Ginnie Mae is coming to Wall Street. The 25-year-old government- sponsored agency is on the verge of opening its first office in the heart of Manhattan's financial district.

"We want to be more in touch with the capital markets, so we're going to the mountain," said H. Jamie Schwing, executive assistant to Ginnie Mae president Kevin Chavers.

Ginnie Mae guarantees billions of dollars of mortgage securities each year, most of which are distributed and traded on the secondary market by Wall Street investment firms.

The agency has chosen offices in the U.S. Customs House, a federal building that also houses a bankruptcy court and an American Indian museum. The exterior of the imposing structure served as the "Gotham City Hotel" in one of the Batman movies.

The move to Wall Street is a natural follow-up to recent efforts to build better relationships with lenders that offer Ginnie Mae loans, Mr. Schwing said.

Ginnie Mae is in the midst of recruiting a director for the office, using the Wall Street Journal to seek an executive with mortgage securities expertise. The executive will be based in Washington but spend a lot of time in New York, Mr. Schwing said.

The office is also expected to have a full-time fixed-income analyst and an administrative assistant.

Ginnie Mae is figuring that face-to-face interaction will help its representatives get their message across. "There's still a lot of lack of knowledge about Ginnie Mae securities," even on Wall Street, Mr. Schwing said.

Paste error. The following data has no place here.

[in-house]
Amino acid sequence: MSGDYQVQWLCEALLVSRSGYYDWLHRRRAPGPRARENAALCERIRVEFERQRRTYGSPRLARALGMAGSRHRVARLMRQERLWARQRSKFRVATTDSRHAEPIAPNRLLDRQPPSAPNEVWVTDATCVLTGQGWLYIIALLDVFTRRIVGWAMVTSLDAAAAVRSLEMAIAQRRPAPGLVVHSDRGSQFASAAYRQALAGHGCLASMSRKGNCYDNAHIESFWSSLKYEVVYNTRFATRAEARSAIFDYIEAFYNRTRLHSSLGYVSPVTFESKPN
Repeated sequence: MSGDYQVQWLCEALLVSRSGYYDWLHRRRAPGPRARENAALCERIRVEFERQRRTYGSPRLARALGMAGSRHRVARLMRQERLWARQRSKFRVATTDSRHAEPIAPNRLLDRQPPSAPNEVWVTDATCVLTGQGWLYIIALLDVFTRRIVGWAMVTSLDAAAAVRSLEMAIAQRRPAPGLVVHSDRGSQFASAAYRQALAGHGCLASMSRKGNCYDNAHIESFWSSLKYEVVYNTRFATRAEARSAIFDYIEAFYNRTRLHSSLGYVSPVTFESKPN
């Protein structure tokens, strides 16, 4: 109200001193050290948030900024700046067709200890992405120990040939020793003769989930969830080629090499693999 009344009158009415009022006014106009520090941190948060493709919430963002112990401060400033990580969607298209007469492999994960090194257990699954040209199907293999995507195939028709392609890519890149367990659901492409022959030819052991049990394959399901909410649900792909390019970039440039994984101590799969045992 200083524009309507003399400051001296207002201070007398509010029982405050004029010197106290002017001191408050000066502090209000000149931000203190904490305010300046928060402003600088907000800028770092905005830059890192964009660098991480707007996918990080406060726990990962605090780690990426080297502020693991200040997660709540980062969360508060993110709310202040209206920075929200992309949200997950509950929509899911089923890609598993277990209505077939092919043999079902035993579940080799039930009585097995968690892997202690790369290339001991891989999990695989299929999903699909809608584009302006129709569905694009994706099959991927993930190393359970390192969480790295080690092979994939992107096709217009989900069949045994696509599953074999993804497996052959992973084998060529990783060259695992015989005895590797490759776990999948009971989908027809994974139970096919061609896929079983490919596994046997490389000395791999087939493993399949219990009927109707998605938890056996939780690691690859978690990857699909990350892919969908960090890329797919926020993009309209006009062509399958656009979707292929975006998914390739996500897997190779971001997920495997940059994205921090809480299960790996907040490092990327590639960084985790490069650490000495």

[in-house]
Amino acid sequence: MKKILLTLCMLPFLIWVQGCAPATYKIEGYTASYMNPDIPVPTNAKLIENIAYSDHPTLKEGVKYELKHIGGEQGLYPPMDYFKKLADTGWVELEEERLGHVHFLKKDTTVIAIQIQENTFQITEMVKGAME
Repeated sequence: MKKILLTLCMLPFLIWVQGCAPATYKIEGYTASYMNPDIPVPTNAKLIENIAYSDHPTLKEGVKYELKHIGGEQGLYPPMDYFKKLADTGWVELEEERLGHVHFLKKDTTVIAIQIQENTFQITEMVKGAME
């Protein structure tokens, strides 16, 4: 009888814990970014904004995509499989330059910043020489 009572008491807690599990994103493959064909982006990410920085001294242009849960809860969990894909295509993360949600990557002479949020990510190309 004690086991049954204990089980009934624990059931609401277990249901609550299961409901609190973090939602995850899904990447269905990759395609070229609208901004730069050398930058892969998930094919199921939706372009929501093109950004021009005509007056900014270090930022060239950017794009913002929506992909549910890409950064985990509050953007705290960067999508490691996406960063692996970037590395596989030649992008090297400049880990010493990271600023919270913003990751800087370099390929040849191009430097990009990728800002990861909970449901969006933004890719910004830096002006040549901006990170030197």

For instance, Ginnie Mae securities carry an explicit guarantee from the U.S. government, but are often looked at the same way as Fannie Mae and Freddie Mac securities that carry only an implied guarantee, Mr. Schwing said.

For its part, Wall Street isn't so sure the move will make a major impact. Some securities executives called the step a nice goodwill gesture, but others said Ginnie Mae could better use its resources to improve systems in Washington.

John M. Robbins, the former chairman of a top mortgage lender, is stepping up his activities with mortgage securities. The executive, who headed American Residential Mortgage Corp. until it was acquired in 1994 by Chase Manhattan Corp., is taking his new real estate investment company public.

American Residential Investment Trust, founded in February, plans to raise $69 million by selling five million shares this summer.

The offering will give public investors a 76% stake in the Del Mar, Calif., company, which has about $225 million of mortgage assets on its books.

American Residential will use the proceeds to do more buying, its offering documents said. The company will hold mortgage securities and purchase loans directly from lenders. To earn potentially higher returns, American Residential will target loans that don't always meet the purchasing criteria of Fannie Mae and Freddie Mac.

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